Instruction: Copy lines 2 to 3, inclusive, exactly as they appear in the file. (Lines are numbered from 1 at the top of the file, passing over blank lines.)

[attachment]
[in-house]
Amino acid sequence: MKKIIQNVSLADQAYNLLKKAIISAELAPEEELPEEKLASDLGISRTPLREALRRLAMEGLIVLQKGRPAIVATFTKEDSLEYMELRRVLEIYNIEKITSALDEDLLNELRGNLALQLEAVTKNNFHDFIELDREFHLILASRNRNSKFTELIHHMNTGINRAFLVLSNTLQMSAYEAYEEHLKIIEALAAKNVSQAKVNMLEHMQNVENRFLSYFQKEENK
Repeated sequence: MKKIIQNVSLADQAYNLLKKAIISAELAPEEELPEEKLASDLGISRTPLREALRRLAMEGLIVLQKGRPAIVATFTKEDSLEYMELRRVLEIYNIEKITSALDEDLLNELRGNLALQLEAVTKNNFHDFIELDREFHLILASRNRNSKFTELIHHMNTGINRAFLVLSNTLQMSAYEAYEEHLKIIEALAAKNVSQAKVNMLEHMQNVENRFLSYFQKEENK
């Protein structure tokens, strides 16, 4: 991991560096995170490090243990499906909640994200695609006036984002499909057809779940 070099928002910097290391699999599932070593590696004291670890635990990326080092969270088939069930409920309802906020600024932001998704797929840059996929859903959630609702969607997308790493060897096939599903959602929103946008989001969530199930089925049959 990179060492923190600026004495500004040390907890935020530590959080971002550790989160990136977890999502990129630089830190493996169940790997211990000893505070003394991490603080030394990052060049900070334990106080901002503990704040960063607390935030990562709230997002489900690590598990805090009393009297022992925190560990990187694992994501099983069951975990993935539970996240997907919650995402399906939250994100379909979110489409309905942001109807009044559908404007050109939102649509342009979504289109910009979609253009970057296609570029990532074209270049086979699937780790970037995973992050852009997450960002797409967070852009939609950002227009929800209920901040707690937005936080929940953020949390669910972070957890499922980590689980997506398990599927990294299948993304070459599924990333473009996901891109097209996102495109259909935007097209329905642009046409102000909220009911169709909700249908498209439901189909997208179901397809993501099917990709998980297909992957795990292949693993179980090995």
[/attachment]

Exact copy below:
Amino acid sequence: MKKIIQNVSLADQAYNLLKKAIISAELAPEEELPEEKLASDLGISRTPLREALRRLAMEGLIVLQKGRPAIVATFTKEDSLEYMELRRVLEIYNIEKITSALDEDLLNELRGNLALQLEAVTKNNFHDFIELDREFHLILASRNRNSKFTELIHHMNTGINRAFLVLSNTLQMSAYEAYEEHLKIIEALAAKNVSQAKVNMLEHMQNVENRFLSYFQKEENK
Repeated sequence: MKKIIQNVSLADQAYNLLKKAIISAELAPEEELPEEKLASDLGISRTPLREALRRLAMEGLIVLQKGRPAIVATFTKEDSLEYMELRRVLEIYNIEKITSALDEDLLNELRGNLALQLEAVTKNNFHDFIELDREFHLILASRNRNSKFTELIHHMNTGINRAFLVLSNTLQMSAYEAYEEHLKIIEALAAKNVSQAKVNMLEHMQNVENRFLSYFQKEENK